The parties must define the service level with precision. For example, is a computer system “available” if its CPU is working, or do the databases and telecommunications systems also need to be working? Does it need to be “available” to the end user, who may not be able to access that computer system because of a local area network failure? Is it “available” when the operating system is working, even if the application program has failed?

Unless each service level is precisely defined, the parties will not have a true agreement — a meeting of the minds — on service levels. Instead, you’ll have a situation where the customer believes that the service level measures A, B and C and the supplier believes it measures only A and B. When C fails, you’ll have a dispute that the SLA doesn’t address.

3. What process will you use to measure achieved performance?

For each service level, you need a process for measuring performance that the supplier achieves. For example, you could measure a computer system’s availability software continuously running within that computer system, periodic polling by another computer system, user complaints about downtime, or a monthly user satisfaction survey asking about perceptions of downtime.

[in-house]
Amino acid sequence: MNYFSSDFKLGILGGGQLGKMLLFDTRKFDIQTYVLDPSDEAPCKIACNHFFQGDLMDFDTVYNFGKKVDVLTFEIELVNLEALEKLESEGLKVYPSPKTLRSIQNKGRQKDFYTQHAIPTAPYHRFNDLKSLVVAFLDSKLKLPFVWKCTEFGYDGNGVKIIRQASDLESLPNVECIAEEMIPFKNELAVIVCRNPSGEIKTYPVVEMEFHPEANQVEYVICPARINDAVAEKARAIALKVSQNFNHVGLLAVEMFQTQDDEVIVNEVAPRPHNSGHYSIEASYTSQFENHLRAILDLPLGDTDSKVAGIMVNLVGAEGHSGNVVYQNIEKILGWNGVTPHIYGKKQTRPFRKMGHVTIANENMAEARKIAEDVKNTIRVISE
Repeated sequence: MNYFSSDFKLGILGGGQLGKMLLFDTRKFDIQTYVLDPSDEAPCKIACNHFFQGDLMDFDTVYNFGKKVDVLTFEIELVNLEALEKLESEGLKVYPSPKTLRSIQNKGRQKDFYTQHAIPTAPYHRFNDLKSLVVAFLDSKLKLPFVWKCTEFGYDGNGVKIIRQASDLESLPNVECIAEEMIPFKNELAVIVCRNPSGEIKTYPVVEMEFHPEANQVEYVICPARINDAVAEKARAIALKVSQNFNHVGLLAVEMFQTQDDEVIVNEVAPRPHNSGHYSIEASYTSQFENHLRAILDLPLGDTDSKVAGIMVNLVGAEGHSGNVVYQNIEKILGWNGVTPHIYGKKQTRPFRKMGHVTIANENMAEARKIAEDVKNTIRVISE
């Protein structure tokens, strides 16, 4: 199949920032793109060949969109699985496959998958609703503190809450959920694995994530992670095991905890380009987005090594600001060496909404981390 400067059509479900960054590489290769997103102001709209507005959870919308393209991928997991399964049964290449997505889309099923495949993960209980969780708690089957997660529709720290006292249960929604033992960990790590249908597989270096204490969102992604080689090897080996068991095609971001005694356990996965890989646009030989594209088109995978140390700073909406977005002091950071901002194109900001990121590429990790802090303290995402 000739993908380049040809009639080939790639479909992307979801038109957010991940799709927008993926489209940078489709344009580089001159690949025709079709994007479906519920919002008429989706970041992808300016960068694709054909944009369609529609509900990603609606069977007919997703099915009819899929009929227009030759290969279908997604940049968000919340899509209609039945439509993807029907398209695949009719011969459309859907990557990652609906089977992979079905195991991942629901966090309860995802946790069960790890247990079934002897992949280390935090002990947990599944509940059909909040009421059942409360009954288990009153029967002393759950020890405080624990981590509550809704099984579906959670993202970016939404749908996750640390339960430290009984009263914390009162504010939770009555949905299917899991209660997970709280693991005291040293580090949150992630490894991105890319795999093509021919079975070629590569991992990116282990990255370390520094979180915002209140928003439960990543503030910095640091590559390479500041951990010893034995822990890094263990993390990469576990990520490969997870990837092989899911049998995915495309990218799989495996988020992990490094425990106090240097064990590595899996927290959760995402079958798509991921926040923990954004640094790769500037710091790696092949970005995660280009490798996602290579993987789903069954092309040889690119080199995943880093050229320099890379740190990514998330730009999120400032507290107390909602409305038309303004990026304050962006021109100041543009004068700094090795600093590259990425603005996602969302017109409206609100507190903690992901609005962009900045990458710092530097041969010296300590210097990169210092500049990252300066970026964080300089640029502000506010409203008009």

The measurement process will affect the results. In our example, availability will be lower measured by a software system that picks up every millisecond of downtime than it will be if measured only by user complaints. Thus, you need to know how service levels will be measured before you can decide how high to set the bar for performance.

The key issues in choosing a measurement process include:

  • Accuracy. A measurement process with a large margin of error puts more risk into the deal than one with a small margin of error.